Greg Spearritt reviews Promising Young Woman
Who hasn’t occasionally entertained thoughts of how satisfying it would be to settle a score?
The mild version of revenge is to fantasise about the sudden appearance of a police car when some fellow motorist aggressively cuts you off and weaves ahead through the traffic. (Or is that just me?)
According to Dr. Elmer Towns on biblesprout.com, we should – following Paul’s advice – leave any avenging to the wrath of God, since He’s claimed dibs on vengeance (Romans 12:19). I suppose there’s some satisfaction in that, provided you believe there’s a God and that Paul’s views are worth the papyrus they’re written on.
Revenge is a venerable human motivator. Indeed, it even appears in non-human animals and arguably serves a positive social purpose by reinforcing to the original miscreant that their behaviour is not approved of, making for a more harmonious and rule-abiding society. It’s reciprocity at work. And it often feels good.
Notwithstanding the immediate sense of satisfaction we feel in taking vengeance, we are told by psychologists – I suspect sensibly – that revenge can be bad for us. It may not make you feel better in the long run, even if it initially hits the sweet spot in your striatum. For one thing, it causes us to dwell on the injury. On the other hand, not all acts of revenge are necessarily unhealthy.
Confucius, however, is supposed to have said, “Before you embark on a journey of revenge, dig two graves.” He’s not far off the mark with Promising Young Woman.
Revenge is, of course, reputedly a dish best served cold.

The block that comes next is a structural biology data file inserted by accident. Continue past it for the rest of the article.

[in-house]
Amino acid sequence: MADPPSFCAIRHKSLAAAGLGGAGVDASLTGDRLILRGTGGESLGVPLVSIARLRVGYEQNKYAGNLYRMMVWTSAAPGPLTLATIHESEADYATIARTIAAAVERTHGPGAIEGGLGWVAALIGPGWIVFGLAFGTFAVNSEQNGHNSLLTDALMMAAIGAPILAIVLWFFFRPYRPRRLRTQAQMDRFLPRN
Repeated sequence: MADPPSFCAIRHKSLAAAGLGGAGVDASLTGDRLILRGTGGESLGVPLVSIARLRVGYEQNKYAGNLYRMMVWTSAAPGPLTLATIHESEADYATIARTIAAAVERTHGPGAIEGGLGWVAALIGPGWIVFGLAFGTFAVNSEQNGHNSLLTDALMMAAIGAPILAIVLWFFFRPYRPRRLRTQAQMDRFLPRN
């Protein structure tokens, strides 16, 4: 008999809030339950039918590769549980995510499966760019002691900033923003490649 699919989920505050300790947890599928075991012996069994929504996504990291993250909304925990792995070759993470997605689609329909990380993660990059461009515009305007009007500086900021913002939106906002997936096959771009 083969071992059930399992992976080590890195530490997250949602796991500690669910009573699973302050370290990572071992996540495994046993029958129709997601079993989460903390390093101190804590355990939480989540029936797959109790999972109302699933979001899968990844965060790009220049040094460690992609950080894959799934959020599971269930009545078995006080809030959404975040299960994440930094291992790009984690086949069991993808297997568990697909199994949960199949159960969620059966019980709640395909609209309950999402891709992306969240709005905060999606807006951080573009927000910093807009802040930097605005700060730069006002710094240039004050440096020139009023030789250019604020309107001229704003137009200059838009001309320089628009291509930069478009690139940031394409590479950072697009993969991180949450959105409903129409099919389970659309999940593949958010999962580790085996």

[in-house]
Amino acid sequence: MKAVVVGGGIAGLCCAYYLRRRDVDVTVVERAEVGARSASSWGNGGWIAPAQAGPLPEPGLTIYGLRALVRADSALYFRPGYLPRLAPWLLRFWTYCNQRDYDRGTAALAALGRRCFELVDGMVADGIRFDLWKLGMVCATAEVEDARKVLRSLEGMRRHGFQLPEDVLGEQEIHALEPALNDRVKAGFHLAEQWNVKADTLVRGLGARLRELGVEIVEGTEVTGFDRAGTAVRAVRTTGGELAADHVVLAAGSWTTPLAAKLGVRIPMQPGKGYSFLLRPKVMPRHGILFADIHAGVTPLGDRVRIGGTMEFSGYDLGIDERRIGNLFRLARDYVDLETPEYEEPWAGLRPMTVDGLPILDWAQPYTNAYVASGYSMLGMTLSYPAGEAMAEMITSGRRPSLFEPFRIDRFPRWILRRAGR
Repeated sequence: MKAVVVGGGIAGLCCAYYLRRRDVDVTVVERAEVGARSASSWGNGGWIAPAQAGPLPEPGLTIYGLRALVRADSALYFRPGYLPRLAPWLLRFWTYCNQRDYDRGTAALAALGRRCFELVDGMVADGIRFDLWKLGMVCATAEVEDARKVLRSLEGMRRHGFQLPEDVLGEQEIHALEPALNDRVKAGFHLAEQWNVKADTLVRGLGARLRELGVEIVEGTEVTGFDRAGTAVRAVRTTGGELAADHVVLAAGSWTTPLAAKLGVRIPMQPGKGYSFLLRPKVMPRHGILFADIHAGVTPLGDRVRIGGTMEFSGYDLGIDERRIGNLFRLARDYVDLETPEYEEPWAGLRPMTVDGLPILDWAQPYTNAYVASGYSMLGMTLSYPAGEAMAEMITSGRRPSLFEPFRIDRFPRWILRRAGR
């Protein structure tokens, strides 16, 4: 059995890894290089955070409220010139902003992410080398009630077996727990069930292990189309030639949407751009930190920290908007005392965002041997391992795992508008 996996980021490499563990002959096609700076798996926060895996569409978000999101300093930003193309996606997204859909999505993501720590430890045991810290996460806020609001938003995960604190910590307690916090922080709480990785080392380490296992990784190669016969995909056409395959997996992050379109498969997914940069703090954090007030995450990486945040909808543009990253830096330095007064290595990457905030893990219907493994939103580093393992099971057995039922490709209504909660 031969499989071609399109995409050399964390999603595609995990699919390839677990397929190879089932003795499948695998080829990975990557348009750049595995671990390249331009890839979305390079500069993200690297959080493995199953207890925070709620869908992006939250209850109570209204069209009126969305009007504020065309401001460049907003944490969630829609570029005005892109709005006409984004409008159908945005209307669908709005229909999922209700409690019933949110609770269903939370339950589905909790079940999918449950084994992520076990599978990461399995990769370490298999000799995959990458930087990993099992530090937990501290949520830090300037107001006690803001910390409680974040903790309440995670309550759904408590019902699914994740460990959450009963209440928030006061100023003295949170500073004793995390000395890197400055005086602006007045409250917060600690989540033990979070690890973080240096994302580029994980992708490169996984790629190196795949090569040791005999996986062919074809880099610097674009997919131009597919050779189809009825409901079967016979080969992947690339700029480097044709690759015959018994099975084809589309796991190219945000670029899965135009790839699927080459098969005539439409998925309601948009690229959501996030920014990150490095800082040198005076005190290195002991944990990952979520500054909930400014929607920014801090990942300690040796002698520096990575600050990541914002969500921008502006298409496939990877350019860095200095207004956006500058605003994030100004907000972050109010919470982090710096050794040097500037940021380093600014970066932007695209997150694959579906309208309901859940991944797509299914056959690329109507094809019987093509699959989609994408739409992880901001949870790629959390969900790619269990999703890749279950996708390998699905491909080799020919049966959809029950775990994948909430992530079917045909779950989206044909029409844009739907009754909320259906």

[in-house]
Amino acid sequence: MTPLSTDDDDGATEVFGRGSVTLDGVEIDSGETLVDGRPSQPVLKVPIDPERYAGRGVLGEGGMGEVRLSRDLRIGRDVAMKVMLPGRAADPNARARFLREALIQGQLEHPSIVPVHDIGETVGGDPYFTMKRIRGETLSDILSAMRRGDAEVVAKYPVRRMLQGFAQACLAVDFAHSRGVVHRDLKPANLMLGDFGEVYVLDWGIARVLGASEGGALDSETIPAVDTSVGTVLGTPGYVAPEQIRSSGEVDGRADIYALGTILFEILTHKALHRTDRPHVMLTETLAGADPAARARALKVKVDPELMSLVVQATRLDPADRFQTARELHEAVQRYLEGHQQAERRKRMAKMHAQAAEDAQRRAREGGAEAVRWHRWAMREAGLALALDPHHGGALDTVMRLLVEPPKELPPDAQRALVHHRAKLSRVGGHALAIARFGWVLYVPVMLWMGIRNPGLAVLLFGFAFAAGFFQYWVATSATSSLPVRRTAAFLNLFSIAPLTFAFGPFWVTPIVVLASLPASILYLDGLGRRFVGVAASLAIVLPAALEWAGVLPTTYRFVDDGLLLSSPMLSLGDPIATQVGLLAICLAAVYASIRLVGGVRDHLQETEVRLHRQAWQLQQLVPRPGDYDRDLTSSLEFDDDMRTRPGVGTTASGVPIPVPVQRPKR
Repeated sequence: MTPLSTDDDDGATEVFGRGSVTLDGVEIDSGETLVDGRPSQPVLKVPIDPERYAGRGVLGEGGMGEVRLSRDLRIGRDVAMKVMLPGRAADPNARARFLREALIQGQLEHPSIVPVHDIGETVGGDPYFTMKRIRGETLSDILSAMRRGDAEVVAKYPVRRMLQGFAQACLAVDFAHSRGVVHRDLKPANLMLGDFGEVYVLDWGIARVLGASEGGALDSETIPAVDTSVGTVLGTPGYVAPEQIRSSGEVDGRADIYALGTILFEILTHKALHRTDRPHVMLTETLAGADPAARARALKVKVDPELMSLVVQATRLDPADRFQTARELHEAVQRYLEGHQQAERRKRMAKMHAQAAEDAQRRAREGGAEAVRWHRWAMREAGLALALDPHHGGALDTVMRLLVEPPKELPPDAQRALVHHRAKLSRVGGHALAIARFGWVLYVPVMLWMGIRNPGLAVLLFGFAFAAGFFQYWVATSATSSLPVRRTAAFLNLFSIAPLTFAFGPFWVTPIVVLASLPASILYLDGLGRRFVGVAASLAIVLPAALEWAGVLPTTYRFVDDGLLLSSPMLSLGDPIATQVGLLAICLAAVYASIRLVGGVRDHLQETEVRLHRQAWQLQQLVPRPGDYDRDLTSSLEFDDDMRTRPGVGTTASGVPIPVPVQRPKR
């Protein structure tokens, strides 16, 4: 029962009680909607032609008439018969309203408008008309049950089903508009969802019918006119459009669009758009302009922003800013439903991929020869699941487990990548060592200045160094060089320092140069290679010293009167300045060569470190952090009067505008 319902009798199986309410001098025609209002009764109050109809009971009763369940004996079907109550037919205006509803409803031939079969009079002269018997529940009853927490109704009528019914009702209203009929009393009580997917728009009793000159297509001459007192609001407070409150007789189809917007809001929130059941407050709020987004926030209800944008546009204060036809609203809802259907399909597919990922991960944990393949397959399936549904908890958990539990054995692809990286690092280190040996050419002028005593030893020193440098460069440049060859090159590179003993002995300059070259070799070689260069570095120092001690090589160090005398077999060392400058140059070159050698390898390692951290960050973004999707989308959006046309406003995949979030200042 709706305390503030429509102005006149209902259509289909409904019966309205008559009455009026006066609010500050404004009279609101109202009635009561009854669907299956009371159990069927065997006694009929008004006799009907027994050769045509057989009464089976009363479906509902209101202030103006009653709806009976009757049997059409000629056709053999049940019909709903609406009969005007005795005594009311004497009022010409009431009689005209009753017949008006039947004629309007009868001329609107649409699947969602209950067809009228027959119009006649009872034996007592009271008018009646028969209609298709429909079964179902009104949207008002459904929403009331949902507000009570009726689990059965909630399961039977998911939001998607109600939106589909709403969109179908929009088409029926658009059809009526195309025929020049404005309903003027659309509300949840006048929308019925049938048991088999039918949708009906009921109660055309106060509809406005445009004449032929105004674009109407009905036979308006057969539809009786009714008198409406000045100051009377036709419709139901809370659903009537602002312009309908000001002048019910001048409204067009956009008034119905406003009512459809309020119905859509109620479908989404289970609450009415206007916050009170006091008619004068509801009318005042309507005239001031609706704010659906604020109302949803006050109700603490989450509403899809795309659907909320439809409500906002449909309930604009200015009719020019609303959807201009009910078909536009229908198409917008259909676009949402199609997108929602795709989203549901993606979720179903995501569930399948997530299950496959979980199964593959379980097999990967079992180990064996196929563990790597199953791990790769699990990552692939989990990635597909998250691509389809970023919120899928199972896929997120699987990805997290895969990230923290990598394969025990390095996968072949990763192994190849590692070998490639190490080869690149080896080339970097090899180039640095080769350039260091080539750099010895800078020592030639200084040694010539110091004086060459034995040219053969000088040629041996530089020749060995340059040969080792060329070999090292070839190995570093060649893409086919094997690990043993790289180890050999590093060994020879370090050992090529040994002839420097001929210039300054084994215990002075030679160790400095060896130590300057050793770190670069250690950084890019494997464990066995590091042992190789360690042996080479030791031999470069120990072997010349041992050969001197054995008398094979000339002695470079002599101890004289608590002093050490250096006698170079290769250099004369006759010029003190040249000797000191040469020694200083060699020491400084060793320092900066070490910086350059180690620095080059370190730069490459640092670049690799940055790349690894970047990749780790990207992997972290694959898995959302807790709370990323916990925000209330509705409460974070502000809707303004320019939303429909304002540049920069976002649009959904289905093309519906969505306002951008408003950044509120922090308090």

The eponymous promising young woman of this film is certainly heeding that advice. Taking action on #metoo to rather extreme and obsessive lengths, Cassie (Carey Mulligan) seeks retribution for the death of her friend who had been raped and who subsequently committed suicide. She pretends to be drunk at bars and nightclubs, luring predatory males into attempts to take advantage which they quickly come to regret.
The film is written and directed by Emerald Fennell, head writer and an executive producer on the BBC series Killing Eve. That’s a clue (along with an MA15+ rating) to expect some confronting action.
To the extent that ‘just desserts’ are inherently satisfying, you might call this a feel-good film. It’s also a darkly comic and very disturbing thriller which I expect could be triggering for some people on both sides of the #metoo equation.
Unfortunately there is no shortage of the kind of real-life events and allegations that lie behind the script. The saga of Brett Kavanagh, the judge appointed by President Trump to the American Supreme Court in 2018, is a recent example.
Youthful indiscretions can have serious consequences, but #metoo shows us that culture plays a huge part in the nature of the harm. ‘Boys will be boys’ has sanctioned predatory behaviour in men and resulted in intolerable suffering, disproportionately for women, but also for many men. Long-standing and deeply embedded sexism involving a failure to take women seriously and rigid gender constructs are, arguably, the underlying cause.
While Promising Young Woman may not offer a particularly viable template for addressing the roots of #metoo, real-world consequences for the likes of Harvey Weinstein (or Justice Dyson Heydon) and the increasingly common airing of stories once shamefully hidden are indications that the culture is changing.
This movie is billed as a comedy thriller. While there are funny moments, a thriller it certainly is. At the film’s climax we see Cassie reflecting (intentionally or otherwise) Heath Ledger’s creepy Joker from The Dark Knight.
Promising Young Woman is a (rather satisfying) film for our times.
Disclaimer: views represented in SOFiA articles are entirely the view of the respective authors and in no way represent an official SOFiA position. They are intended to stimulate thought, rather than present a final word on any topic.